Molting Season For Parrots

There are feathers everywhere in my apartment, from little gray or green ones to large white ones. Do I mind this extra mess? Not even a little bit!  It signals the end of breeding season, which is a beautiful thing. Of course, the one rule I have learned when it comes to parrots, is that there are no rules, only guidelines. So I will keep my fingers crossed that there are no more temper tantrums, unruly behaviors or diva-like dramatics from my cockatoos.

Molting is an annual exchange of feathers, out with the old and in with the new, typically following breeding season. Feathers are replaced year round, as you might have noticed when a clipped flight feather magically becomes whole again, but the big molt will follow breeding season.  As usual, nature has things well under control.  Because both egg and feather production take so many nutrients from the hen’s body, they won’t occur at the same time so as not to be too depleting. There are many birds that line their nests with feathers molted after the eggs are laid and prior to hatching. It’s a good system.

As feathers regrow, they poke through the skin as a prickly little stubs covered in a keratin sheath. These are known as pin feathers and are uncomfortable to the bird if they are bumped or pinched. My umbrella cockatoo’s head is currently covered with them and I try to use a gentle touch during cuddle time.  He lets me know if I have been careless. Yours will too. Some birds get a little moody during this new growth period, but it is short lived and generally mild.

You will notice that there is a blood supply at the base of the new feather. This blood supply delivers the nutrients needed for the continued growth of that feather, and recedes as soon as the feather is fully developed.  If yours is a un-mated bird, you will have to preen the areas that he can’t reach, such as the head and parts of the neck, by removing the sheathing around the new feathers.  This can be a great bonding experience between you and your parrot.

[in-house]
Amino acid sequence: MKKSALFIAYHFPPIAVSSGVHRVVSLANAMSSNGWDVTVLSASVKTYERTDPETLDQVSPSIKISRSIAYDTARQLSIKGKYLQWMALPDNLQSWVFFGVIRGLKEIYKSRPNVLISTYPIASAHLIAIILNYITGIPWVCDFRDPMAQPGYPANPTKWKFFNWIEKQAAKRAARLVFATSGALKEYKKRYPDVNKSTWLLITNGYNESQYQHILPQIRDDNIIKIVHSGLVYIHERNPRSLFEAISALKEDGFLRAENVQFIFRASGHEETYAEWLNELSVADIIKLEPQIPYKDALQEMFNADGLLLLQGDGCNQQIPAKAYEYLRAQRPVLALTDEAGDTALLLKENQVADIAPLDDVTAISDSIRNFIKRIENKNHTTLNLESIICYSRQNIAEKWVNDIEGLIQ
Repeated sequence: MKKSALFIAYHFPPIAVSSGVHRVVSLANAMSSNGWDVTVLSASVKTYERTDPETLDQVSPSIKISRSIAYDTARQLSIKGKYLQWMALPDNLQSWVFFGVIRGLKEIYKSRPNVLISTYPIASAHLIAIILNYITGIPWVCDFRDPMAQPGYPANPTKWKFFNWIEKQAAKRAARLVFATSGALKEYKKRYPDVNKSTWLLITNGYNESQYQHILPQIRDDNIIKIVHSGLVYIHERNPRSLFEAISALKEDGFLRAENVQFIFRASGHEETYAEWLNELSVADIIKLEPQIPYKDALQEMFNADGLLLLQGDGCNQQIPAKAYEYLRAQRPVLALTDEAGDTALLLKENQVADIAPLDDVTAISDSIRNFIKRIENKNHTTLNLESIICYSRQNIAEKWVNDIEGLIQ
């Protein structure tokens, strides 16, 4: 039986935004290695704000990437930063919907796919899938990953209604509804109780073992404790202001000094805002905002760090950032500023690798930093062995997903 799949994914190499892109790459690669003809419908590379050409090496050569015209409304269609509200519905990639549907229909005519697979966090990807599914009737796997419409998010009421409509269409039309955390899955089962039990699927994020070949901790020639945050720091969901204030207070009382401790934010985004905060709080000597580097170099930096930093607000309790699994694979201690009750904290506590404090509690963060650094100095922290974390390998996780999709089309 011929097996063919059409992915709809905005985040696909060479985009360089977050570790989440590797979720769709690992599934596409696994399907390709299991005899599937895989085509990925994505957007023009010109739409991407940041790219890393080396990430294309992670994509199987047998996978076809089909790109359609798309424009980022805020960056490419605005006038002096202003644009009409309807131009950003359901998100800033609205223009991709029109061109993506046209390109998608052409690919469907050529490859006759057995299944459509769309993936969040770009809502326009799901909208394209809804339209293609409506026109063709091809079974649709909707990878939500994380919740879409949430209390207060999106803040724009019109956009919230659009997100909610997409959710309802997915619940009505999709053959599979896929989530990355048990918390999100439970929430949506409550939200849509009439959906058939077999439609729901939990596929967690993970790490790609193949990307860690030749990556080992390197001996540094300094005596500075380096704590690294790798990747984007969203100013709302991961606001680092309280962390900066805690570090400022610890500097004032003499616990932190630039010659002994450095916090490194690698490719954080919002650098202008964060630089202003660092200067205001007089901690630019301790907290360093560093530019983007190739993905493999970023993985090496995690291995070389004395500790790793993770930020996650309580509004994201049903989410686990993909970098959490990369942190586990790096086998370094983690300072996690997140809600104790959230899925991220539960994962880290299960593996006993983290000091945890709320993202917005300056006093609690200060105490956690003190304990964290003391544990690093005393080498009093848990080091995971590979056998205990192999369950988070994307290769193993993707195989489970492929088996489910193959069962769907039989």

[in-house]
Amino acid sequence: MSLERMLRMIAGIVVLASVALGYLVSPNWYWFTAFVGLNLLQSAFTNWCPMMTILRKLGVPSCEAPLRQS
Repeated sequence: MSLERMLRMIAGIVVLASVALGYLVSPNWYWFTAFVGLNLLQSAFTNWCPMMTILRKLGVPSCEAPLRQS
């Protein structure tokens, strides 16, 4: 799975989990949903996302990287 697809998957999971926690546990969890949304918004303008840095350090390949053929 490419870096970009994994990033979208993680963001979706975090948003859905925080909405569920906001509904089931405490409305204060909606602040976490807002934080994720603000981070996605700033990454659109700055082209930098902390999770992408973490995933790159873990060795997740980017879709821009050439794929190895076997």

During this time, a diet rich in vitamin A and calcium is a good way to help him with feather production.  Orange vegetables like sweet potato and carrots and scrambled eggs, shell and all, are good sources of calcium.  Frequent bathing and misting will help keep the irritating itching to a minimum.

Stress, injury, illness and poor nutrition can interfere with, or prevent, your birds molting process.  My umbrella cockatoo missed an entire molt last summer following an illness.  Many of his feathers were raggedy and worn looking by the time he replaced them this year.  Check to see that the new feathers have grown in without abnormalities in color, markings and condition.

Some cool feather and molting facts:

  1. When a bird molts a wing feather, he will automatically molt the corresponding feather on the other wing to provide a balance and stability during flight.
  2. Feathers comprise 10% of a bird’s body weight and they weight 3 times as much as their skeleton.
  3. Even a small bird like the parakeet has between 2000 and 3000 feathers on its body.
  4. Small birds can have their first molt weeks after fledging, while larger birds might not molt until 9 or 10 months of age.

Author Patty Jourgensen specializes in avian health, behavior and nutrition and has been working with and caring for rescue birds since 1987.

1 comment

Kari Dhein

My 8 month old goffin just had a wing trim and I am unhappy with how much was cut. It is Dec. When do you think her first mold might be so her feathers can regrow?

Kari Dhein

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